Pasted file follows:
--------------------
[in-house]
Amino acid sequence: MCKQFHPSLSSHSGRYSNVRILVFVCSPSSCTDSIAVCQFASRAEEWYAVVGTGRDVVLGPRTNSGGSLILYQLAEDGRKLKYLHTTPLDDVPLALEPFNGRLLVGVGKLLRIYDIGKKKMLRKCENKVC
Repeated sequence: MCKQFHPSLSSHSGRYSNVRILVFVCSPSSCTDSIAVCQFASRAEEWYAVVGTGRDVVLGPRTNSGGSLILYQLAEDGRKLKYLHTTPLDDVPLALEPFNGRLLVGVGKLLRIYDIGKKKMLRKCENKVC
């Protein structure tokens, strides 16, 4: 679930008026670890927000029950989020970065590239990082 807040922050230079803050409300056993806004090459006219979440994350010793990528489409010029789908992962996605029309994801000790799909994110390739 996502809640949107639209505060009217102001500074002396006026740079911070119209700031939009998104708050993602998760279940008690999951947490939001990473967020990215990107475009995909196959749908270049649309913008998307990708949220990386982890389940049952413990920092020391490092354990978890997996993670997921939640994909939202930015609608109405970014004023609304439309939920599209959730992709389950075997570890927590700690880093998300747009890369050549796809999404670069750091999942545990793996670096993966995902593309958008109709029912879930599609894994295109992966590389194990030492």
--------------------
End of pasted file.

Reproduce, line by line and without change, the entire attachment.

[in-house]
Amino acid sequence: MCKQFHPSLSSHSGRYSNVRILVFVCSPSSCTDSIAVCQFASRAEEWYAVVGTGRDVVLGPRTNSGGSLILYQLAEDGRKLKYLHTTPLDDVPLALEPFNGRLLVGVGKLLRIYDIGKKKMLRKCENKVC
Repeated sequence: MCKQFHPSLSSHSGRYSNVRILVFVCSPSSCTDSIAVCQFASRAEEWYAVVGTGRDVVLGPRTNSGGSLILYQLAEDGRKLKYLHTTPLDDVPLALEPFNGRLLVGVGKLLRIYDIGKKKMLRKCENKVC
């Protein structure tokens, strides 16, 4: 679930008026670890927000029950989020970065590239990082 807040922050230079803050409300056993806004090459006219979440994350010793990528489409010029789908992962996605029309994801000790799909994110390739 996502809640949107639209505060009217102001500074002396006026740079911070119209700031939009998104708050993602998760279940008690999951947490939001990473967020990215990107475009995909196959749908270049649309913008998307990708949220990386982890389940049952413990920092020391490092354990978890997996993670997921939640994909939202930015609608109405970014004023609304439309939920599209959730992709389950075997570890927590700690880093998300747009890369050549796809999404670069750091999942545990793996670096993966995902593309958008109709029912879930599609894994295109992966590389194990030492």